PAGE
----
You may choose to swap the left Control key with Caps Lock, or just to make
them both Control keys — in Emacs and bash you can uppercase a word with
(upcase-word) and the region with
C-x C-u (upcase-region).
Now you will find the navigation keys like
closer to your home row position than the arrow keys. Learn to navigate in
larger jumps with
C-e (beggining and end of line),
(forward and back by one word),
C-M-b (forward and back by one
block of parentheses or braces), and
M-e (beginning and end of a
sentence or expression).
If you need to move to a far-away position it is often faster to get there by
For fixing typos,
C-t (transpose-chars) comes in handy.
Instead of reaching for the backspace key, consider rebinding
backspace (as in most shells), and
C-w to backward-kill-word (also as in most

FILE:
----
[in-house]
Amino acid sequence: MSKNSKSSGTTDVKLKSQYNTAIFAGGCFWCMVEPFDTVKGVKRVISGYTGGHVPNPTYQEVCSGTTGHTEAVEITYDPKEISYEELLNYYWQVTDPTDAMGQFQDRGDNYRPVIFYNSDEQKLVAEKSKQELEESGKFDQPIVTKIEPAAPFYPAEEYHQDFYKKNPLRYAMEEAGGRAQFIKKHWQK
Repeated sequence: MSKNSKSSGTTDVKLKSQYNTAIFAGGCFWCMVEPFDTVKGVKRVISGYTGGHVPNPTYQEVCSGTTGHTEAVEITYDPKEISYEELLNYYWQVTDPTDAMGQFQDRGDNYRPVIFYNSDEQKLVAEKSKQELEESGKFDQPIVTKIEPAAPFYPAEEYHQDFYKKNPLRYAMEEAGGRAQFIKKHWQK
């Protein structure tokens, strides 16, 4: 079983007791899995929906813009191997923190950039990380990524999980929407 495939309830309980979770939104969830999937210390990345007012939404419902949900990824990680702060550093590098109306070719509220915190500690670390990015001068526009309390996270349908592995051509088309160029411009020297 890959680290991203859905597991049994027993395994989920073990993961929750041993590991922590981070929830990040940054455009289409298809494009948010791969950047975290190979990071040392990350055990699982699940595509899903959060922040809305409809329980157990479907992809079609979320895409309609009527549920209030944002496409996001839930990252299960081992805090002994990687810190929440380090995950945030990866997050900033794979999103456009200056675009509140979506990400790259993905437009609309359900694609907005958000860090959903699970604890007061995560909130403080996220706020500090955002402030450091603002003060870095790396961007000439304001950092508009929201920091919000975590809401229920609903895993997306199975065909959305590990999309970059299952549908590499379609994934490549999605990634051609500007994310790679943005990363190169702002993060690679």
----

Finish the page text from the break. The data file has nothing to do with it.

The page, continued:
shells; in Emacs it is normally bound to
C-d deletes the
next character, and you don’t even need to bind it yourself.
C-h is a bit tricky, because after making your binding you might
activate some major or minor mode that binds a new sequence beginning with
C-h, undoing your own binding. You can use
key-translation-map to make
C-h appear to Emacs as the backspace key, ignoring all other
now or in future:
You will still be able to access the help commands with
Some of these tips were inspired by Steve Yegge’s Effective Emacs article. Read it.